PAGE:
The unity agreement that brought together the Fatah and Hamas Palestinian factions is, according to the New York Times, already paying dividends for the Palestinian people. According to the feature on the efforts to implement the accord, newspapers from the West Bank and Jerusalem are now on sale in Gaza and those from the Hamas-ruled enclave are now available on newsstands in the area run by the Palestinian Authority. That’s good news for consumers of the propaganda published by the two main Palestinian factions’ media operations.
Meanwhile, the Times is far more interested in the brewing controversy over what to do about the murders committed by the two factions against each other. A Palestinian commission is trying to get the families of the members of Fatah slaughtered by Hamas in its 2007 coup to accept monetary compensation rather than press their case and insist that the murderers be given the death penalty. The same is true of those families of Hamas members killed by Fatah. The pressure for the families to accept “social reconciliation” is yielding mixed results as many residents of both the West Bank and Gaza weaned on a culture of violence directed mainly against Israelis and Jews are focused on revenge and not much interested in the concept of forgiveness, even when applied to fellow Palestinians.
This dynamic will play a large role in whether this scheme will work in the long run. But of far greater interest to the rest of the world are two other questions that will impact both the chances of peace with Israel and the willingness of the international community to subsidize the PA: integration of the “security” forces employed by Fatah and Hamas and how to pay for all of the Palestinians in both factions that are being supported via no-work and no-show government jobs.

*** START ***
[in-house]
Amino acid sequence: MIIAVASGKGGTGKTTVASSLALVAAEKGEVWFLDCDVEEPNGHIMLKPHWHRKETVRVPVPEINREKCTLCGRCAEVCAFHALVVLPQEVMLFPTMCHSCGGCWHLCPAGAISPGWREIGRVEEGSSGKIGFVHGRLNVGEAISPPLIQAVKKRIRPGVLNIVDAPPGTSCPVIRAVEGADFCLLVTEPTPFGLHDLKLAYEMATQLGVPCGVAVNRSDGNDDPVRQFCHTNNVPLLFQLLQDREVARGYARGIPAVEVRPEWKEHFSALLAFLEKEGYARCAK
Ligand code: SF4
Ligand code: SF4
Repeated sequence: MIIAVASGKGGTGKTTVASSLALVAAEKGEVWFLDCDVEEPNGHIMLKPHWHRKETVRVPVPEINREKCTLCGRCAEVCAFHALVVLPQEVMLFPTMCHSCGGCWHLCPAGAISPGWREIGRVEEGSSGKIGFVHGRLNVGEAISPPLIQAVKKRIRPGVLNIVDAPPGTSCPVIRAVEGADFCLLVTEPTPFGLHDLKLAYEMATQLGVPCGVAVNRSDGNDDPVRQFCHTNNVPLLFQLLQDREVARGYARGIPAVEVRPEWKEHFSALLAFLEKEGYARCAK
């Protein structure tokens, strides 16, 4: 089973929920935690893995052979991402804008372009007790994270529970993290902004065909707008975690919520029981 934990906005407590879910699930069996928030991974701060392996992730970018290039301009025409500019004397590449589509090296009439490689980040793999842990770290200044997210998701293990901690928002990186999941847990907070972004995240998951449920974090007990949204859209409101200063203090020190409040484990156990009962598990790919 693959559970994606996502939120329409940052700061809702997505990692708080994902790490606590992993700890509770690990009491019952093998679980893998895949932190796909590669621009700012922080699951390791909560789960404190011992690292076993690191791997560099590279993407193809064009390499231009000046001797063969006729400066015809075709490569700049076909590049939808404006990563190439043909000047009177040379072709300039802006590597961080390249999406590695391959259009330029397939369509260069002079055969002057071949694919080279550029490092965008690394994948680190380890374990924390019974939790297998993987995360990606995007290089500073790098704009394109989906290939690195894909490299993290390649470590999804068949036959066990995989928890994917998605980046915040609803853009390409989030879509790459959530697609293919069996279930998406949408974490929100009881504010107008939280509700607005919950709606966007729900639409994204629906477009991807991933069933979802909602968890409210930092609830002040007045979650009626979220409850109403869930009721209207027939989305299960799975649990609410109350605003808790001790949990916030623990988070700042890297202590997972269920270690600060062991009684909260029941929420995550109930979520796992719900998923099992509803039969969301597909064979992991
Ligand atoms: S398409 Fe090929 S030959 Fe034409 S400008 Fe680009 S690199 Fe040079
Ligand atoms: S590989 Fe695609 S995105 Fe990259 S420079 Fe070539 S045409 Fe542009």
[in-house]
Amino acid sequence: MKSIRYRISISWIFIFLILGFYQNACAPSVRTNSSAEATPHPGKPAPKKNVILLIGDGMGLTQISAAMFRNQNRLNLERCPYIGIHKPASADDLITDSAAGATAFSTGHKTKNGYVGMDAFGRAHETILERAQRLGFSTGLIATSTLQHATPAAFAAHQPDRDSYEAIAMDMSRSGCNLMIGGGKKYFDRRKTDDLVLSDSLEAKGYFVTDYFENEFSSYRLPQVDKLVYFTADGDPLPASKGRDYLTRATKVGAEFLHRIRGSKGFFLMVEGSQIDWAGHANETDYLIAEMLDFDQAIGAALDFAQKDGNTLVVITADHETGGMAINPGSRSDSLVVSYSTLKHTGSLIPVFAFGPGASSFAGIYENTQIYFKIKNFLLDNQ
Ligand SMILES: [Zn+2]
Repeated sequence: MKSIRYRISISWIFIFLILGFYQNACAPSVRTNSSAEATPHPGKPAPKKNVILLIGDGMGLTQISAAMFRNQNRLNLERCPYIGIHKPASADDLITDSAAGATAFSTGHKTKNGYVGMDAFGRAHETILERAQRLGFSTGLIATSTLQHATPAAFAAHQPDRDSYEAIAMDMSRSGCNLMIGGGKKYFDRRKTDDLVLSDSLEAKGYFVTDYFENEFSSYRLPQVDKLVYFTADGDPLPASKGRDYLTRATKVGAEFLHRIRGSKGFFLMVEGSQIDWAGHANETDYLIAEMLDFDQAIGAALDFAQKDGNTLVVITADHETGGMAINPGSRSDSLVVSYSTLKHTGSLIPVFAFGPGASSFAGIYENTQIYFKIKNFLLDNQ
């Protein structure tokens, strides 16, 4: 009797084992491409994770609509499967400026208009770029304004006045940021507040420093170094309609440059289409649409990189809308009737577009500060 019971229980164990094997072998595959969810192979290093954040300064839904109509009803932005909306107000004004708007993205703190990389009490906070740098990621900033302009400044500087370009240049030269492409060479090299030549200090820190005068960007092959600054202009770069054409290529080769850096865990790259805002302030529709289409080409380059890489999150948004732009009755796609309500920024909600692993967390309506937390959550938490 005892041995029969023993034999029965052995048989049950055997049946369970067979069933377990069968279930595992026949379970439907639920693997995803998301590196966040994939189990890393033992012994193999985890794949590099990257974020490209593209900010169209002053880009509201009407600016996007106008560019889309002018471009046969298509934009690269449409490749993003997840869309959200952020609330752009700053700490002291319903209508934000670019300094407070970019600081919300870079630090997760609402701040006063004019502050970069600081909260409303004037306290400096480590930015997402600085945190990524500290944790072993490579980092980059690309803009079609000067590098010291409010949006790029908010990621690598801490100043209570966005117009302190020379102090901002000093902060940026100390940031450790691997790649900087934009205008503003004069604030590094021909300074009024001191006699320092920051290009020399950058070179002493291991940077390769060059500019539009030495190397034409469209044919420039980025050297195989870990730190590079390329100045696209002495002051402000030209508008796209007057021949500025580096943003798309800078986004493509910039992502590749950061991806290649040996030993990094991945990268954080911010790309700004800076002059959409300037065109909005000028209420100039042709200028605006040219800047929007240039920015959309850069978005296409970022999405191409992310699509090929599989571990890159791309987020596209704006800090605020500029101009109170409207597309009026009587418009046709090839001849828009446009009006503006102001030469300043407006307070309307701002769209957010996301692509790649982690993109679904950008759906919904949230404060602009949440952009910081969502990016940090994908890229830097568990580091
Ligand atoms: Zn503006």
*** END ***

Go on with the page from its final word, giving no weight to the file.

While reform of the PA’s spending policies is key to any hope of building an economy for the Palestinians, the more immediate question is what to do about the glut of government workers in Gaza. For the last seven years 70,000 Fatah employees have been collecting their paychecks without having to show up for work in Gaza since the Hamas coup. Meanwhile, 40,000 Hamas supporters are also getting government paychecks for doing or not doing the same jobs. Since the economy of both the West Bank and Gaza is largely fueled by the paychecks that come from this patronage scheme, turning off the spigot for either of these groups would create a crisis that could lead to violence.
The fact that Hamas made do with only 40,000 government employees where Fatah had 70,000 is not so much a tribute to the efficiency of the Islamists as it is one to the vast scale of the patronage system that was put in place by PA leader Mahmoud Abbas’s predecessor Yasir Arafat. Suffice it to say that Hamas is no more likely to get a good day’s work from many of its 40,000 workers than Fatah was from most of its 70,000. But unless the PA can find a way to keep all 110,000 on the government payroll, there will be major trouble in the Strip, of which the suffering of the families of these “workers” will be just the tip of the iceberg.
But as much as this problem makes the struggles of American state governments with an expensive municipal bureaucracy look like child’s play, it must be recognized that such corrupt practices are the foundation of the Palestinian economy. Government corruption and regulations aimed at filling the pockets of PA leaders make normal economic development virtually impossible. The attempt of former PA prime minister Salam Fayyad to implement reform was a flop because both Palestinian parties opposed it. The only thing keeping the West Bank fiscally afloat is the money donated by the EU and the U.S. in order to pay an even larger number of PA patronage employees, few of whom are asked to lift a finger in exchange for the money.